St. Augustine's focus on Jesus the Incarnate Word of God is intensely scrupulous and scrupulously intense. Not only are we to focus on the words of Jesus, but also on his deeds. Everything that the Lord said or did has revelational significance. "Christ is the Word of God," St. Augustine says, "who speaks to human beings not only in the sound of words, but also in deeds." (Sermon 252.1)
Third, St. Augustine is as passionately devoted to the Church as he is to Christ. The references in his sermons of the Church as the body of Christ, with Jesus as the head are simply legion. It was inconceivable to him that one could claim to follow Jesus and not be in communion with the Church Jesus founded. It would be akin to lopping of the head from a body and claiming that way better to be able to love the head.
For St. Augustine, the whole Christ (Christus totus) is found only in the entirety of the Church, that is both head and body, a Church which traverses time and indeed is even out of time and into eternity. (Sermon 341.1, 11) Love is what binds the Christian to Jesus, the head, the Christian to the Church, Christ's body, and the members of the body to each other. "We have no union with this head except by love." (Sermon 162A.5) While God is our Father, the Church is "our true Mother, and the true bride of Christ." (Sermon 213.7) The Church is the heavenly Jerusalem, Mount Zion, the "holy city of God," the "church of the living God, the pillar and bulwark of the truth." (Sermon 214.11)
Fourth, St. Augustine--for all his dedication to the ministry of the Word--does not in anyway minimize the importance of liturgical worship or of the Sacramental life. The Sacraments are everything to him because they put us in contact with God's salvific grace. Particularly the Sacraments of Baptism, the Eucharist, Confession, Marriage, and the Priesthood are often themes of life in Christ as St. Augustine portrays it. However, all of these must be practiced within the life of the Church, and, again, never outside of it.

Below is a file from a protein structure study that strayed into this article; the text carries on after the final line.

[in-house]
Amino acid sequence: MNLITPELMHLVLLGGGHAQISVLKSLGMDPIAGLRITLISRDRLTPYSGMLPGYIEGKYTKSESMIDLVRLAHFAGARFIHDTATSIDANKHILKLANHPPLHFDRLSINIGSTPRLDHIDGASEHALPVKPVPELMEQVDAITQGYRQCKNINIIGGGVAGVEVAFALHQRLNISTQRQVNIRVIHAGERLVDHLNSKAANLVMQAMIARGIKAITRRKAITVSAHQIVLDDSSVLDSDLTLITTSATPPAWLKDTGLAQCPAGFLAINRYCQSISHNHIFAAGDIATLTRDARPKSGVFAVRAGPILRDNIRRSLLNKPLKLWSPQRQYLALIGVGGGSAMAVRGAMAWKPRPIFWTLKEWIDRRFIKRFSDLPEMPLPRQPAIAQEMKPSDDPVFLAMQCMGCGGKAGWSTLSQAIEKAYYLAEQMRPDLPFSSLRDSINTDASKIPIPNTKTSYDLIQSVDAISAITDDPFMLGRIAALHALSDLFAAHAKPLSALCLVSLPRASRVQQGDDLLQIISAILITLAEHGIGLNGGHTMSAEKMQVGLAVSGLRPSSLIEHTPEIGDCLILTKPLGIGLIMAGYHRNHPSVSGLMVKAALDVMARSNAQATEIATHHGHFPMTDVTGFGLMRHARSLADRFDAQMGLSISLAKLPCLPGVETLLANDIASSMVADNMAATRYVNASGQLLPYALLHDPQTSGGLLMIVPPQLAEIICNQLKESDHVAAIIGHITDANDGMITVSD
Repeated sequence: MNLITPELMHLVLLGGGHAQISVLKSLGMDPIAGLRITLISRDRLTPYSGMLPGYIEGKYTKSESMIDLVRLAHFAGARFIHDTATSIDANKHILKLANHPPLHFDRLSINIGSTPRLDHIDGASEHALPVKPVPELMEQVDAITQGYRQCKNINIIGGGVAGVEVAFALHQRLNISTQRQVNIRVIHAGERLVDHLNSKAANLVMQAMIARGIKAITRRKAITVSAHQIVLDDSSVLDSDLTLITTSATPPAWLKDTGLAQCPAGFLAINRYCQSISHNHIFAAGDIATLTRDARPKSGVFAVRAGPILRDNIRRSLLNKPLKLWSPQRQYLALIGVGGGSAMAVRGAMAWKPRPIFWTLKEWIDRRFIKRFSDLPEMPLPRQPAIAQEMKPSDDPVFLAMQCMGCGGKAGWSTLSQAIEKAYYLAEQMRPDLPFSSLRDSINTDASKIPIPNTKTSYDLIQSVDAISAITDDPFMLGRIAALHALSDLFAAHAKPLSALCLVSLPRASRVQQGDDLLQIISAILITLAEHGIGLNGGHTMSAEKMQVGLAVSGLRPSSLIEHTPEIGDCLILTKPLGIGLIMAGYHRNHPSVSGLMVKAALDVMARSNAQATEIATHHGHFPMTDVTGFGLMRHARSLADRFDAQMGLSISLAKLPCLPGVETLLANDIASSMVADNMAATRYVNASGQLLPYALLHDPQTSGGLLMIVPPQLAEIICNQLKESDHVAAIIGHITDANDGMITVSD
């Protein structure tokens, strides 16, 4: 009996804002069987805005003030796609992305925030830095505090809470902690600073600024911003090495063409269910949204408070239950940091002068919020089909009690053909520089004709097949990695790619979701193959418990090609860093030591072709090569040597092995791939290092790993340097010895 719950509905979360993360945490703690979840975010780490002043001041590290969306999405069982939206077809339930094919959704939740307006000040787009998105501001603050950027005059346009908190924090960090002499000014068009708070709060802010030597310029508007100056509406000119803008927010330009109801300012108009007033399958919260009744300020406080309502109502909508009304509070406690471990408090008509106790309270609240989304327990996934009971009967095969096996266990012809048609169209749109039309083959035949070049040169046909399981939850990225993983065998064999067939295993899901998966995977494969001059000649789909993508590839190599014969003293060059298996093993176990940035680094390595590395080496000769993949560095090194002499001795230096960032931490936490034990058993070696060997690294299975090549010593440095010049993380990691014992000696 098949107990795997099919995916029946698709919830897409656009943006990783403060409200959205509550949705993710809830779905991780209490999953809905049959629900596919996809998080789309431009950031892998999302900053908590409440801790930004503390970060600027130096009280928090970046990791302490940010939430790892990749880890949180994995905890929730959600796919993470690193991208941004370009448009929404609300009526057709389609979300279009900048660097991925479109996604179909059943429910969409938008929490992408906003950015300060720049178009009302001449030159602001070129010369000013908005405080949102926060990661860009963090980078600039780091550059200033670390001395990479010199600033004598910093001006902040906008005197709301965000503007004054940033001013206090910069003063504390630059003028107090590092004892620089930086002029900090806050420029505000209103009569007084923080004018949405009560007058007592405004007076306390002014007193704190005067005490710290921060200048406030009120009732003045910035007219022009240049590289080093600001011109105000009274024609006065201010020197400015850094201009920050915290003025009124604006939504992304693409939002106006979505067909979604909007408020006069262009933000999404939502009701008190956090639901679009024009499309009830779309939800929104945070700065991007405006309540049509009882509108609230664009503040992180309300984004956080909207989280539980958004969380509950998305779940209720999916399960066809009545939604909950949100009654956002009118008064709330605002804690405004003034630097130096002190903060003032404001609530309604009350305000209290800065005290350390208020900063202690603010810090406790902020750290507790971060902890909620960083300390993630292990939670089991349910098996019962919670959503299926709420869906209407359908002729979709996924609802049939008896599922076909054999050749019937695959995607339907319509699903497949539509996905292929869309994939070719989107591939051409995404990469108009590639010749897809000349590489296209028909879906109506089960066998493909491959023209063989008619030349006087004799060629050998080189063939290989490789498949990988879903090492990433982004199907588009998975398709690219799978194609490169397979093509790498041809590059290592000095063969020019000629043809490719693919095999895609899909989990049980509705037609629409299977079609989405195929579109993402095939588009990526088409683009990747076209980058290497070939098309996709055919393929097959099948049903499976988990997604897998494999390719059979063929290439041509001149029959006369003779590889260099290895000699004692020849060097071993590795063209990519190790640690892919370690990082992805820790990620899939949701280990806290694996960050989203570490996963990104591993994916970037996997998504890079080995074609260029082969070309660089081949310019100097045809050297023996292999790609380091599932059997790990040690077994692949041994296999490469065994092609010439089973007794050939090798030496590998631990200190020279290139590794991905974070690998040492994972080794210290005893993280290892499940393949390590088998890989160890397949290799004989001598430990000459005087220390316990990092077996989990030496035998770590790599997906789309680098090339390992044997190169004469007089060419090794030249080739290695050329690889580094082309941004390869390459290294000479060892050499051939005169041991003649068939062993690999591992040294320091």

Baptisms outside the Church, though they may be valid, result in spiritual stillbirth (Sermon 269.2) As to the Eucharist, St. Augustine obviously understands it in the manner of the Catholic Church: "The bread which you see on the altar and which has been sanctified by the word of God is the body of Christ. The cup, or rather what the cup contains, has also been sanctified by the word of God and is the blood of Christ . . . the blood he shed for the forgiveness of sins." (Sermon 234.2)
Fifth, and I suppose what most surprised me, is that St. Augustine is always concerned with the interior life of his flock. Not only must the preacher listen to the Word of God within himself and interiorize it, he expects also his congregation to interiorize it as it is read in Church and exposited in his sermons. Indeed, this custody of the soul, this custodia animi, is an imperative of fundamental importance, for there is no such thing as a Christian who is a Christian only externally, ritually. Pharisees we ought never to be.
Christianity is more than skin-deep repair. It is not makeup. It cleanses man from the inside out, as it were. It is therefore something that must enter and live in one's center core.
The moment one centers on something outside of the soul, one becomes imbalanced in the spiritual life. "You see now that you are outside yourself. You have begun to love yourself; remain within yourself, if you would succeed. . . . When the love of human being shifts from themselves to things outside of them, they begin to empty themselves out in empty things." (Sermon 94.2)